Posted in Culture,PhotographyJune 17, 2011
Benjamin Lacombe is a talented young French illustrator, cartoon designer and children’s books writer. He graduated from Ecole Nationale Superieure des Arts Decoratifs in Paris (ENSAD) and worked as an advertising and animated movie artist before completing his first comic series at the age of 19. We are addicted to his stories and stunning drawings : The little sorceress, Lin Yi’s lantern, Blanche Neige, Cherry and Olive. His books are translated in Spanish, German, Korean, Chinese and of course English. Benjamin lives and works in Paris with his dog Virgile, often found hiding among the pages of his books. benjaminlacombe.com
Posted in Culture,Mood of the dayJune 4, 2011
On the list of family films that make us really laugh, those by Louis de Funes rank highly. Very French and very 70′s, favourites include Rabbi Jacob, Oscar or La Folie des Grandeurs.There is one I particularly like, called l’Aile ou la cuisse (The Wing and the Thigh), a criticism of processed food (industrie agro-alimentaire), a hilarious parody yet very visionary, and a good introduction to food issues for younger generations.
Posted in Culture,PhotographyApril 27, 2011
Peter Staley grew up in Manhattan and studied painting at The Art Institute of Chicago. Click here to see more of his work and read a great interview with him.
These colorful, magical and mysterious landcapes might seem familiar to some of you. A “deja vu” coming from the fact that Peter Staley, their creator, is also the illustrator of the super cute Sweet William logo and website. The images above are made in conjunction with a children’s book that Peter is currently working on. The technique is each detail is painted individually with gouache. They are then scanned into the computer where the artist cuts them out and creates images from there. A fan of Miyazaki‘s movies, Peter is very inspired by nature and by mountainous landscapes in particular. His wonderful fantasy worlds are attractive to both children and adults.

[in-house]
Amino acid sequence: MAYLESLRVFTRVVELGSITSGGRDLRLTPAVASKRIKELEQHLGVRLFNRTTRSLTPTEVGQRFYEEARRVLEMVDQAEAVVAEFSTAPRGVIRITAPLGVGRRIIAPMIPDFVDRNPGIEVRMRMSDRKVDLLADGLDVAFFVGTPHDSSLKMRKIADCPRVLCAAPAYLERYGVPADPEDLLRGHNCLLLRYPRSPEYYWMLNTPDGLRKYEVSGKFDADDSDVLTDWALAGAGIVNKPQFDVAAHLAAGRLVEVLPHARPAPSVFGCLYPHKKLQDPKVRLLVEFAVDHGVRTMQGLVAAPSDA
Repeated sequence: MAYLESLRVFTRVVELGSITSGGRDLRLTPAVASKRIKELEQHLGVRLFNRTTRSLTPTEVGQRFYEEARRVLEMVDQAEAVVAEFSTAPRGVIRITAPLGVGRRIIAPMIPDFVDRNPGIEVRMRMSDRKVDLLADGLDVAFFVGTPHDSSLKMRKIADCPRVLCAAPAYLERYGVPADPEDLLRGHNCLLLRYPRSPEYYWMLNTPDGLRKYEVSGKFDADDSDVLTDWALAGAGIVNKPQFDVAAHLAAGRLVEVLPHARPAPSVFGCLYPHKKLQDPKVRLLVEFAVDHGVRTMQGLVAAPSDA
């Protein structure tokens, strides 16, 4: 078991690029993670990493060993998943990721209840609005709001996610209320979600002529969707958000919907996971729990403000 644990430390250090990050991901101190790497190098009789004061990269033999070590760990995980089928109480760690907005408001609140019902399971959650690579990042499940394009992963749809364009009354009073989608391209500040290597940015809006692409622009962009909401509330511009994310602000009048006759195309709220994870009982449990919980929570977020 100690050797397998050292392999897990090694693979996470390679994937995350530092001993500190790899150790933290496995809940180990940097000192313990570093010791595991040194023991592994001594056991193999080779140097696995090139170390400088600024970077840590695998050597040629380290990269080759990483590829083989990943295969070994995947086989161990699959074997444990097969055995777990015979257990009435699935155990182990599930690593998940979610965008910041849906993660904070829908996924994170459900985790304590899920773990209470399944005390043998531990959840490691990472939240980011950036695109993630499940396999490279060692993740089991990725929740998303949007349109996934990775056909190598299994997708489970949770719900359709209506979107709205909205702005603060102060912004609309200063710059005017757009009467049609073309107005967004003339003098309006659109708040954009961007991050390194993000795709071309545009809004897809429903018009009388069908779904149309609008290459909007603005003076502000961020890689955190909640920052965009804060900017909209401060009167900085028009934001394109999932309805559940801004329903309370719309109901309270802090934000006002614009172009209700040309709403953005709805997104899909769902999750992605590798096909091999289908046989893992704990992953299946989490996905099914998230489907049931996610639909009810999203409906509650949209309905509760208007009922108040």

Peter Staley’s prints are now available at Sweet William (click here
to see more) - Giclee prints, 33″x10″ inches, $380 each.
Posted in Culture,Trade ShowsApril 9, 2011
………………………….Pete Oyler, Rip Tatter Kid’s Chair and Jeanne Susplugas, Belladonna, wallpaper series Apriti Sesamo for unduetrestella
If you happen to be in Italy during the Easter break, I highly recommend a tour at
Salone del mobile, the best furniture and design fair in the world. Don’t visit the convention center, but the “Salone off”, to see Milan under its best look. Events all over the place, parties, cocktails, exhibitions, international crowds interacting with the city.
This year is special, with kids room – zoom, a wonderful event dedicated to the children’s world
6 pm cocktail
Opening Tuesday April 12
via Sandro Sandri 2, Milan
via GB Vico 1, Milan
Caletha Crawford is an expert in the children’s apparel. Former editor in chief of Earnshaw’s magazine—the leading US children’s trade publication, Caletha is a consultant for children’s wear brands as well as a part-time faculty at Parsons The New School for Design. There, she equips students with the fashion industry knowledge needed to become entrepreneur designers. On March 9th, Caletha Crawford gathered industry insiders at the Parson School of design and asked them to speak about what consumers want now.
The panel of industry professionals represented all facets of the market, including recruiting (represented by Polo Ralph Lauren); design (Ralph Lauren, J Crew’s Crewcuts and Tawil Associates); retail (Yoyamart) and sales (Thread showroom and Playtime trade shows). Throughout the hour-long discussion, the panel provided valuable information on how to break into the industry but one of the most interesting aspects of the conversation centered around defining who today’s customer is and discussing how she ultimately determines what ends up in stores: